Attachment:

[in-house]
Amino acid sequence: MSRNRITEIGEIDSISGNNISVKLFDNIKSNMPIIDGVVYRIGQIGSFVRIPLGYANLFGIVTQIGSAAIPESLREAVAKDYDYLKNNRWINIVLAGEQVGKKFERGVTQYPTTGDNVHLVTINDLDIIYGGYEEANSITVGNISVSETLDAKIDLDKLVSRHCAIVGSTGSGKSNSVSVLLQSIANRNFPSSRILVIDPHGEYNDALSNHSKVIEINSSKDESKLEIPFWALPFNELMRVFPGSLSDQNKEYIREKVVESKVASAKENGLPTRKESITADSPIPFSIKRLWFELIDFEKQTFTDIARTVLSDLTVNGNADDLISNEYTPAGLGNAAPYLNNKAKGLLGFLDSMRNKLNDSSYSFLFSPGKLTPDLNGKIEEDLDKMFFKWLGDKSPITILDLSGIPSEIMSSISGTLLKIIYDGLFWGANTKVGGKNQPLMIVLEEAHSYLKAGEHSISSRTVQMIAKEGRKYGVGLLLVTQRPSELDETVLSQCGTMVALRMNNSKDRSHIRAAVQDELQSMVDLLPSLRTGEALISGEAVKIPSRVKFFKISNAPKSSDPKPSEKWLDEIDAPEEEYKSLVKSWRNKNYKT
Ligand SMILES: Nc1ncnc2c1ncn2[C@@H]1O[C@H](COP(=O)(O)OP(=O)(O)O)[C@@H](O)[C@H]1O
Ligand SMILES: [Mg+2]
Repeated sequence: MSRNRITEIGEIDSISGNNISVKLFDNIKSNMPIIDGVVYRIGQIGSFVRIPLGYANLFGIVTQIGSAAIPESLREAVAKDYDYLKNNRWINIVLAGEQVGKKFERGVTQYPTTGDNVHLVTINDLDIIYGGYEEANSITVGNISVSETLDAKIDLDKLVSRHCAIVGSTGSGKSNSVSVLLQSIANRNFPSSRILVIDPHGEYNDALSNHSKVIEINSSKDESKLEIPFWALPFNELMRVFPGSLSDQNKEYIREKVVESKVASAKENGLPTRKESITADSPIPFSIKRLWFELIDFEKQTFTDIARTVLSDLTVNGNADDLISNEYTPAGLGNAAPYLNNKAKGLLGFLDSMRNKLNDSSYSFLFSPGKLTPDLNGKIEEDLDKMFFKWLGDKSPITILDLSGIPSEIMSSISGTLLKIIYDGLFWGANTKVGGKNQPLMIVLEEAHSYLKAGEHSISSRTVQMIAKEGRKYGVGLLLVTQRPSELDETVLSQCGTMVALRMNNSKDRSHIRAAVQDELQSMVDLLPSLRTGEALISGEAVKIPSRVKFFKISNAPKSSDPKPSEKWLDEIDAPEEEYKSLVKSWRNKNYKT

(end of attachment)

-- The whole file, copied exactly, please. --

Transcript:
[in-house]
Amino acid sequence: MSRNRITEIGEIDSISGNNISVKLFDNIKSNMPIIDGVVYRIGQIGSFVRIPLGYANLFGIVTQIGSAAIPESLREAVAKDYDYLKNNRWINIVLAGEQVGKKFERGVTQYPTTGDNVHLVTINDLDIIYGGYEEANSITVGNISVSETLDAKIDLDKLVSRHCAIVGSTGSGKSNSVSVLLQSIANRNFPSSRILVIDPHGEYNDALSNHSKVIEINSSKDESKLEIPFWALPFNELMRVFPGSLSDQNKEYIREKVVESKVASAKENGLPTRKESITADSPIPFSIKRLWFELIDFEKQTFTDIARTVLSDLTVNGNADDLISNEYTPAGLGNAAPYLNNKAKGLLGFLDSMRNKLNDSSYSFLFSPGKLTPDLNGKIEEDLDKMFFKWLGDKSPITILDLSGIPSEIMSSISGTLLKIIYDGLFWGANTKVGGKNQPLMIVLEEAHSYLKAGEHSISSRTVQMIAKEGRKYGVGLLLVTQRPSELDETVLSQCGTMVALRMNNSKDRSHIRAAVQDELQSMVDLLPSLRTGEALISGEAVKIPSRVKFFKISNAPKSSDPKPSEKWLDEIDAPEEEYKSLVKSWRNKNYKT
Ligand SMILES: Nc1ncnc2c1ncn2[C@@H]1O[C@H](COP(=O)(O)OP(=O)(O)O)[C@@H](O)[C@H]1O
Ligand SMILES: [Mg+2]
Repeated sequence: MSRNRITEIGEIDSISGNNISVKLFDNIKSNMPIIDGVVYRIGQIGSFVRIPLGYANLFGIVTQIGSAAIPESLREAVAKDYDYLKNNRWINIVLAGEQVGKKFERGVTQYPTTGDNVHLVTINDLDIIYGGYEEANSITVGNISVSETLDAKIDLDKLVSRHCAIVGSTGSGKSNSVSVLLQSIANRNFPSSRILVIDPHGEYNDALSNHSKVIEINSSKDESKLEIPFWALPFNELMRVFPGSLSDQNKEYIREKVVESKVASAKENGLPTRKESITADSPIPFSIKRLWFELIDFEKQTFTDIARTVLSDLTVNGNADDLISNEYTPAGLGNAAPYLNNKAKGLLGFLDSMRNKLNDSSYSFLFSPGKLTPDLNGKIEEDLDKMFFKWLGDKSPITILDLSGIPSEIMSSISGTLLKIIYDGLFWGANTKVGGKNQPLMIVLEEAHSYLKAGEHSISSRTVQMIAKEGRKYGVGLLLVTQRPSELDETVLSQCGTMVALRMNNSKDRSHIRAAVQDELQSMVDLLPSLRTGEALISGEAVKIPSRVKFFKISNAPKSSDPKPSEKWLDEIDAPEEEYKSLVKSWRNKNYKT